Briggs-Haldane Barleywine (Stovetop Extract Version)


The Michaelis-Menten curve? What’s that doing here?

Here is an English-style barleywine with a complex malt character. The blend of English 2-row pale ale malt with Munich malt gives this ale a rich, malty character. A little bit of wheat malt and a very small amount of biscuit malt add some bready and cracker-like notes. The beer is full-bodied, but not overly sweet — and with less caramel flavor than is found in some English barleywines. The complex malt character and body is balanced by the hop bitterness (46 IBUs) and the “earthy” character of Fuggles hops. This is not the strongest English-style barleywine ever, but it really is flavorful and nicely balanced. (It’s also delicious, in my opinion.)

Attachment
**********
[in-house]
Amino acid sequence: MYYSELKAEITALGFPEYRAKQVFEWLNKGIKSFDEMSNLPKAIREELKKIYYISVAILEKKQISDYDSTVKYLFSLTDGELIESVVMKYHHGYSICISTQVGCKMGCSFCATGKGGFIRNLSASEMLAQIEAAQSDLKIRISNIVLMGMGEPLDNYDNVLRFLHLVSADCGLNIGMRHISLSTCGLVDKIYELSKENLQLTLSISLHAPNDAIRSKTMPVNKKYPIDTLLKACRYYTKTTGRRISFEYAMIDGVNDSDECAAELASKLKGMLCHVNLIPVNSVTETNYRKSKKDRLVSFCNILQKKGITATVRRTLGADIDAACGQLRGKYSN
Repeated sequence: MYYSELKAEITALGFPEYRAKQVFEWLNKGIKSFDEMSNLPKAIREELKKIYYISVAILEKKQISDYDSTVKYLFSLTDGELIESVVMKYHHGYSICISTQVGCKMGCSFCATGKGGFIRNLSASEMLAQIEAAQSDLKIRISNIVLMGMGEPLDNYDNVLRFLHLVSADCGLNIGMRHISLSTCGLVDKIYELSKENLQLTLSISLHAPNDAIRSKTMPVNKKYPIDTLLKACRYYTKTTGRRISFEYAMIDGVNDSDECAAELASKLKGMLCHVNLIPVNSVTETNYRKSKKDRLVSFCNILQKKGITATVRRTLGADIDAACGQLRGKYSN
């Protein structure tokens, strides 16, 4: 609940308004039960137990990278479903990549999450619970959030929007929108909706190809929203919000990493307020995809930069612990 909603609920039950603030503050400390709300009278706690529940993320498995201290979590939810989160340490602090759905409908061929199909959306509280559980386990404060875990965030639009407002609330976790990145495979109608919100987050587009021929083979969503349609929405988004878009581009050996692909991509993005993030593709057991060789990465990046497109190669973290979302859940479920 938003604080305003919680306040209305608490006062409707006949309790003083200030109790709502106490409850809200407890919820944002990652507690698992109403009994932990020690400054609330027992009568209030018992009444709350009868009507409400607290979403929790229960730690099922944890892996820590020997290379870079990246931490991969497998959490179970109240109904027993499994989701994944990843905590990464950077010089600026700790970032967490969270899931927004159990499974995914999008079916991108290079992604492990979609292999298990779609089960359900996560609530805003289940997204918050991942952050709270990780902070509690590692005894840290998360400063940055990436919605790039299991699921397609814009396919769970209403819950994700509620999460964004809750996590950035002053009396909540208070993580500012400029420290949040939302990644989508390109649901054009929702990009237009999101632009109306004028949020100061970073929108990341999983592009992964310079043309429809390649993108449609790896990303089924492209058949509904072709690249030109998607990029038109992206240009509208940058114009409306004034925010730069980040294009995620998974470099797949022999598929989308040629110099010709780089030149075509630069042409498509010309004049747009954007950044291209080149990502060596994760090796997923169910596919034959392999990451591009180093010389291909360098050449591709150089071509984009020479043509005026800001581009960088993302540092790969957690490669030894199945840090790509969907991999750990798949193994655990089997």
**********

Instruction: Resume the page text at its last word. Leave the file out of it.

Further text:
The procedures were designed to work well for stovetop extract brewers. In order to do a full-strength, full-wort boil, the wort is made in two shifts. In each shift, the brewer uses roughly half the ingredients and yields 2.5 gallons (9.5 L) of wort. This helps with the hop utilization, but also allows for the small amount of wort darkening that a barleywine should undergo in the kettle. (If you can can boil a full wort, just brew this normally. Double the size of the yeast starter, though.)

Why I named this beer Briggs-Haldane Barleywine is not hard to derive, but I won’t bore you with the details.

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